From Gib Fitzpatrick, a teacher at Durham Academy:
I am a 48-year-old man, and graduations make me cry. Eighth grade and 12th grade are the ones I see every year, but the age doesn’t matter. Happens every single time.
Most people would be embarrassed to admit that, but I’m not. For one thing, they always happen in early June, after I’ve been pummeled by the month of May. My mom died in late May, 1993, a few days before her 50th birthday. Throw in Mother’s Day, and those three milestone reminders make it a tough 31 days.
As an eighth grade teacher and coach, I also have to say goodbye to 100 kids with whom I’ve shared most of my time and energy over the previous ten months. They leave my campus and become different people, but when I see them cross the stage four years later, they’re still 14 years old to me. I can feel the emotion welling up, every year.
During one of my mom’s last cogent moments, a few days before cancer finished taking her life, I read her a letter I had just written to her. One of the things I wrote was that I had always been embarrassed by how easily I would quickly choke up in emotional situations. Strong feelings would surface and take me over quickly and unexpectedly. I was sappy, and it had always bothered me.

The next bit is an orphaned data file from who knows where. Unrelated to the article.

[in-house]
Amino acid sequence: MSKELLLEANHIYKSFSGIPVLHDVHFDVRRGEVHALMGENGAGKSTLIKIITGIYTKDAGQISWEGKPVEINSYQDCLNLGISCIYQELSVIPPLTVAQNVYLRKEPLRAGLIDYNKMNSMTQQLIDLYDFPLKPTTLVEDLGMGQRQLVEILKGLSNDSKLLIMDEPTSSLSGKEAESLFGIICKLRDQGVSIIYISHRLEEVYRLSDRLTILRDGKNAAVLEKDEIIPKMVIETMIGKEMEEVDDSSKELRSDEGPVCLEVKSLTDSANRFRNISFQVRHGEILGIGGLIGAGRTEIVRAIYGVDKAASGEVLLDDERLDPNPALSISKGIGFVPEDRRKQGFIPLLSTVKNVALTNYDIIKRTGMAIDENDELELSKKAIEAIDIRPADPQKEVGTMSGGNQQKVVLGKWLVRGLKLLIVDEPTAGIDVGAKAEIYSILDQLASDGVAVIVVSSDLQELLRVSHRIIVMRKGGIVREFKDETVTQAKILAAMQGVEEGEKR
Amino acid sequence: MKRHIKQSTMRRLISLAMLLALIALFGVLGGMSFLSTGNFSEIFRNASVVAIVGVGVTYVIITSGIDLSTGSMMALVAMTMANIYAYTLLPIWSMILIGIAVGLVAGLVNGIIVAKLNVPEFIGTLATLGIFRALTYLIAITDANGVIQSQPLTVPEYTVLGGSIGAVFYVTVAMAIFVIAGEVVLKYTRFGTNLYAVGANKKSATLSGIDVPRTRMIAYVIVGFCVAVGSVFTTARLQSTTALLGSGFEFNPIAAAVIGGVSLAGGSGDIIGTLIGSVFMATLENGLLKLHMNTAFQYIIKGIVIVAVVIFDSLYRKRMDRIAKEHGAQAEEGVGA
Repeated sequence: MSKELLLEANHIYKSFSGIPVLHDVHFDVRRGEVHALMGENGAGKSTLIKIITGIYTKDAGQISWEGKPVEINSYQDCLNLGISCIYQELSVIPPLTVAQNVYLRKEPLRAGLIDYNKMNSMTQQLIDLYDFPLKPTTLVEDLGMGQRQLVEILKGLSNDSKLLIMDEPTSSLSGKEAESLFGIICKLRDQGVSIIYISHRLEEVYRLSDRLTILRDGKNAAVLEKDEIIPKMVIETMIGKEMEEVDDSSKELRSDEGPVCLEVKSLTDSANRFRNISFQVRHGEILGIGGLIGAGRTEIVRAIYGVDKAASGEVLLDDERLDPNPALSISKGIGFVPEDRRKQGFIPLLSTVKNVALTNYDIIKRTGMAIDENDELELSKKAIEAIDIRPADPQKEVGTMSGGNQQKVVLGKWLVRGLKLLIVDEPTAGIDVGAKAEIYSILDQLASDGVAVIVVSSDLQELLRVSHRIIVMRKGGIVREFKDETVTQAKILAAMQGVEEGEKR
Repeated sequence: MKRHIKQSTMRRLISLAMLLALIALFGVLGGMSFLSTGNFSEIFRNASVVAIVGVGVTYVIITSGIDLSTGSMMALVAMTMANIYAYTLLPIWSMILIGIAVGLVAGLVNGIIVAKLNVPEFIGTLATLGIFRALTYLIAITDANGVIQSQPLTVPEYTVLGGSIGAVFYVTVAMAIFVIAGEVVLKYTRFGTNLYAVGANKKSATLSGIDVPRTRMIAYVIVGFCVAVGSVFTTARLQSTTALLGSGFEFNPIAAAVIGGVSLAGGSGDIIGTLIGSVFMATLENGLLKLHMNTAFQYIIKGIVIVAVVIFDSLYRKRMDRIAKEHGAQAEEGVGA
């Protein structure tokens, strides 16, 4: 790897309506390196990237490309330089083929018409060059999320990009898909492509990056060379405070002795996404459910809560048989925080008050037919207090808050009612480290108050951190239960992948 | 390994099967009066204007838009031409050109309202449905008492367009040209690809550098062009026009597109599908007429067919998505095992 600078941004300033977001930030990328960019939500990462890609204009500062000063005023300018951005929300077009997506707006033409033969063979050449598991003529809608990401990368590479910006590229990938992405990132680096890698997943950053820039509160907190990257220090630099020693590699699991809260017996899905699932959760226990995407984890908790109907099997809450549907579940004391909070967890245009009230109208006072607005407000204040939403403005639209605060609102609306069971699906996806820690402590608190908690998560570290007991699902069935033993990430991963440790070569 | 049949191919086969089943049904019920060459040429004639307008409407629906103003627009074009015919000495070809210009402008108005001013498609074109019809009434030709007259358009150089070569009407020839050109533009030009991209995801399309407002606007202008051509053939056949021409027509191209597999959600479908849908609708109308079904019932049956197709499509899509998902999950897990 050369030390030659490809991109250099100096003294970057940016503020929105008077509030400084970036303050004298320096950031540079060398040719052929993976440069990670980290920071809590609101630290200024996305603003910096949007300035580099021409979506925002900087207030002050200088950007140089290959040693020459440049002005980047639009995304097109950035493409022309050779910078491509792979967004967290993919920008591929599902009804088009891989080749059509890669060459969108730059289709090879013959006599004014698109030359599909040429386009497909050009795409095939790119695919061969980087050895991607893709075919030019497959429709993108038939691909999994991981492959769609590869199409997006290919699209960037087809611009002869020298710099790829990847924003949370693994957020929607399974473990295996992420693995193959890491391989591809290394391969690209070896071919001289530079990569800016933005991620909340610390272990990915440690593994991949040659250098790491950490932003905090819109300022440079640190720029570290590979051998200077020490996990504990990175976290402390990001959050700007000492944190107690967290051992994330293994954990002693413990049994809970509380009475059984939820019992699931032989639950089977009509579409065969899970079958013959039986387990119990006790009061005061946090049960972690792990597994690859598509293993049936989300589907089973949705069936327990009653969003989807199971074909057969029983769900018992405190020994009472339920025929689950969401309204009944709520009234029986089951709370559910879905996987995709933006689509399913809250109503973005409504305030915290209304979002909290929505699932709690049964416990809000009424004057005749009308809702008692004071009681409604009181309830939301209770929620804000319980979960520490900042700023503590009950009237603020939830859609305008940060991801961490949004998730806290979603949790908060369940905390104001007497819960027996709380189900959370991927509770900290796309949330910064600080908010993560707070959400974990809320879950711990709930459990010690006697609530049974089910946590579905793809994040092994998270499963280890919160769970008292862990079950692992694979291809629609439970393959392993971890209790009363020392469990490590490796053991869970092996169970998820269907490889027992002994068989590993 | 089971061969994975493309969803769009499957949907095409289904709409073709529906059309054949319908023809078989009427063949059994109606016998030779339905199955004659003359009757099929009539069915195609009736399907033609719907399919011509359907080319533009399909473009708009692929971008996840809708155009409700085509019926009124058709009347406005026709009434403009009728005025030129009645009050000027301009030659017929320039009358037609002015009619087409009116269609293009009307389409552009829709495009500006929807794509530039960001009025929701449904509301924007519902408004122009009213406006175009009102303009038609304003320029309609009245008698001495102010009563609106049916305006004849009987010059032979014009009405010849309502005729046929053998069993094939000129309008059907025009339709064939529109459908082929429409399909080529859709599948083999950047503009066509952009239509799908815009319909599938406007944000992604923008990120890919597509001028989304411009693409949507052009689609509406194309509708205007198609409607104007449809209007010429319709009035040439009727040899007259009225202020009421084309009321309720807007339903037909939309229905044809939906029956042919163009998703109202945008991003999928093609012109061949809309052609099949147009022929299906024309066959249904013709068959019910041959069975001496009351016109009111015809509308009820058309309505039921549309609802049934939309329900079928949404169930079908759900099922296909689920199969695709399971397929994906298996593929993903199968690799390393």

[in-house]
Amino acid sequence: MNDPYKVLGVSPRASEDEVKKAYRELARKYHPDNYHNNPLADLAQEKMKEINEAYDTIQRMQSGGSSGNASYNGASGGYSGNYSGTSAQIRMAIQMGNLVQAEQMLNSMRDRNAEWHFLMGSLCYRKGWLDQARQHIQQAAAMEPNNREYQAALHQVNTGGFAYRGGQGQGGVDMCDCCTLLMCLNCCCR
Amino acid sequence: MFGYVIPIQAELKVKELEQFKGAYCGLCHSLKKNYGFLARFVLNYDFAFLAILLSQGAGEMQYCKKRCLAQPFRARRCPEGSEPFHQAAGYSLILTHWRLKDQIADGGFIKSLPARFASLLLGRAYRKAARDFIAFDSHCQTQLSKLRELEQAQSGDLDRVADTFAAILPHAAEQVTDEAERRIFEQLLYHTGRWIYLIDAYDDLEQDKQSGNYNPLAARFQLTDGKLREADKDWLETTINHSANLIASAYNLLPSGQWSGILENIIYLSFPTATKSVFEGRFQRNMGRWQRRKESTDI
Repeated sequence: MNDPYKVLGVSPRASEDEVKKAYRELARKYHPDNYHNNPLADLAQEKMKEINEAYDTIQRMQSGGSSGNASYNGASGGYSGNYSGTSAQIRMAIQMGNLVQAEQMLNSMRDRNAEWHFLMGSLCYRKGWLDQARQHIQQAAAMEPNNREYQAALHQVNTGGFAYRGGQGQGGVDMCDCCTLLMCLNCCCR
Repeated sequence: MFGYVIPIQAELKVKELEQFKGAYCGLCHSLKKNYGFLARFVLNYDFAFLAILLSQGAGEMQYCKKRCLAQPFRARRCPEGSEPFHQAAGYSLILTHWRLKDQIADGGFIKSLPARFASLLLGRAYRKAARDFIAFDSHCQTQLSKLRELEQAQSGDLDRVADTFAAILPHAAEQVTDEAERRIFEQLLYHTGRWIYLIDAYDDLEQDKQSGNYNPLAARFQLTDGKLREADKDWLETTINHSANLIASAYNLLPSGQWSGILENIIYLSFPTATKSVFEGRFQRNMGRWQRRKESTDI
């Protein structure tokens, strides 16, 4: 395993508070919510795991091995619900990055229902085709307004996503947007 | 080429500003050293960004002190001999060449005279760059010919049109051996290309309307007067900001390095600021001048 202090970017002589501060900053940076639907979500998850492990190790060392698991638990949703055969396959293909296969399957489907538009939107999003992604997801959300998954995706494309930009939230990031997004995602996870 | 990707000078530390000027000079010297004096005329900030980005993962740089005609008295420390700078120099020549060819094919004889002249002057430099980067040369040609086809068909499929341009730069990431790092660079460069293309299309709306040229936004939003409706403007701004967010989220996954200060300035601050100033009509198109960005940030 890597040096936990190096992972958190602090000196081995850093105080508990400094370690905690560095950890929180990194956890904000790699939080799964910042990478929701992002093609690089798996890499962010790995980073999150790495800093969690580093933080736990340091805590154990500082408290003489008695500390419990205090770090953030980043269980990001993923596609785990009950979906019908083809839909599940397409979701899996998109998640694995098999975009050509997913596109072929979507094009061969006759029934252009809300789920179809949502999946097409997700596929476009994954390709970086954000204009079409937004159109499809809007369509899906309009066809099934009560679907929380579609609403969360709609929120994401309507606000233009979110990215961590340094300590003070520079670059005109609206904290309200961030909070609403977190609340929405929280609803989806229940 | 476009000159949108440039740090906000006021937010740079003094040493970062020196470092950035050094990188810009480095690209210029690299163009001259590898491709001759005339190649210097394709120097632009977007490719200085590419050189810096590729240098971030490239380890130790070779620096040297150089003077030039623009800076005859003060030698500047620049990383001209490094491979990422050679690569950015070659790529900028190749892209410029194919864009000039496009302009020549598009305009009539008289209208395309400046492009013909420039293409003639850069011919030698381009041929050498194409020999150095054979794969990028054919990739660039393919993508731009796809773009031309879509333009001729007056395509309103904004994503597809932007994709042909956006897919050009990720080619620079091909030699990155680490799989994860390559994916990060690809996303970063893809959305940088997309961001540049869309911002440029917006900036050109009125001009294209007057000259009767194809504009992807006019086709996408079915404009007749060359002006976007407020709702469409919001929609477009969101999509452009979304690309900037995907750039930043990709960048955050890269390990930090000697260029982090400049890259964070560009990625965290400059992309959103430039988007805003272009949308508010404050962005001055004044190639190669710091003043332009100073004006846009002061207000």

But what I had realized in those last few days of her life was that those strong emotions were a gift she had given me. She was sappy, too, and I loved her for it. I told her that every future time I’d get goosebumps or shed tears, I would know it was her way of coming back to me, even if just for a moment.
I think that’s why I am still a teacher. I entered this profession thinking that it would be a fun job for a while, but that I’d go to grad school and get a “real” job eventually. That’s what others expected of me – I had graduated at the top of my high school class, won awards and scholarships, graduated from a prestigious university, etc. At reunions, former classmates would ask me why I was “only a teacher.” You certainly can’t get rich teaching, right?
Well, I’ve learned that it depends on your definition of wealth. I can’t imagine any profession filled with more emotional moments than spending workdays with 13- and 14-year-olds. And by the time graduations roll around, complete with hugs, thank-yous and good-byes from the kids and their parents, all of those moments resurface for me.
So when you go to a graduation and see the guy with tears on his cheeks, goosebumps on his arms, and a big old grin on his face, that’s me with my mom. Feeling like the richest man on earth.